Alaska Village Electric Cooperative

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AVEC Facilities

Tununak

(too-NOO-nuck); var. Tananak

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Tununak is located in a small bay on the northeast coast of Nelson Island, 115 miles northwest of Bethel and 519 miles northwest of Anchorage. Nelson Island was named after Edward Nelson in 1878, a Smithsonian naturalist who noted 6 people, including 1 non-Native trader, living in Tununak. In 1889 the Jesuits opened a small chapel and school. The villagers were difficult to convert due to the migratory nature of the traditional culture, and because the shamans were still quite powerful. The mission closed in 1892. In 1925 a government school was built, and a Northern Commercial Co. store was opened in 1929. From 1934 to 1962, a missionary named Father Deshout lived on Nelson Island. His long-standing relationship and work with the people in the area had a great influence. The 1950s brought great changes to the Islanders lifestyle, through their involvement with the Territorial Guard, work in fish canneries, high schools, and health care treatment for tuberculosis. For many, this was their first exposure outside the community. By the 1970s, snowmobiles were replacing dog sled teams, and the last qasgiq (men's community houses) was abandoned. The City was incorporated in 1975, but it was dissolved on Feb. 28, 1997 in favor of traditional council governance.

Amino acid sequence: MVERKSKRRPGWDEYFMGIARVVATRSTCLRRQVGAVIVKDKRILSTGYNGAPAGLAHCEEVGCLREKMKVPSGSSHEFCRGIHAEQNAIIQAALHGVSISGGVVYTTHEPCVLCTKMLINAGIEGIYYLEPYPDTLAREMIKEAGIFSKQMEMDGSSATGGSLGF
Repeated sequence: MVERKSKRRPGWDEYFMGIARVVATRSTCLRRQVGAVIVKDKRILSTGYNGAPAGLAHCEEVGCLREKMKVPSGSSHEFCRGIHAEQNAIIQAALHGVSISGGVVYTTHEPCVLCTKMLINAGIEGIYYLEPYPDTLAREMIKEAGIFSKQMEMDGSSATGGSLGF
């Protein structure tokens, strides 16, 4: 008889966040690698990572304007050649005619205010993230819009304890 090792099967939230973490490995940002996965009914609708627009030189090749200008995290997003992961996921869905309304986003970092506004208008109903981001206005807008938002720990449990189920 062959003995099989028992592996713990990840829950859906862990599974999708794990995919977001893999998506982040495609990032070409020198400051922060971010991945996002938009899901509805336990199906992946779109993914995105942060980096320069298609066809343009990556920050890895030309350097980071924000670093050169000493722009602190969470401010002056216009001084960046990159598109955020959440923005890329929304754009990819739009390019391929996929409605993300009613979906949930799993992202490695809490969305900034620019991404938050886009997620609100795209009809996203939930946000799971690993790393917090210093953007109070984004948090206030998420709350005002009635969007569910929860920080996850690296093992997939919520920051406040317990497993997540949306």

New bulk fuel tank farm

Simon Billy, power plant operator at AVEC's old power plant,
which is now shut down.

View of the new tieline between Tununak and Toksook Bay

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Tununak Facts

Community Profile

Community Facilities

Economy

Employment is primarily with the school district, village corporation, stores and commercial fishing. Trapping and Native crafts also generate cash for many families, and subsistence activities are an important contributor to villagers' diets. Seal meat, seal oil and herring are the staples of the diet. Beluga whale and walrus are also hunted. Residents participate in a lottery to hunt musk-ox on Nelson or Nunivak Islands. 53 residents hold commercial fishing permits. Coastal Villages Seafood, Inc. processes halibut and salmon in Tununak. Tununak relies heavily on air transportation for passengers, mail and cargo service.

 

Culture and Activities

A federally-recognized tribe is located in the community -- the Native Village of Tununak; Tununak Traditional Council (not recognized). Tununak is a traditional Yup'ik Eskimo village, with an active fishing and subsistence lifestyle. The sale or importation of alcohol is banned in the village. Boats, snow machines and ATVs are used extensively for local travel.

Climate

Community Weather

broken clouds   Broken clouds, 23°F

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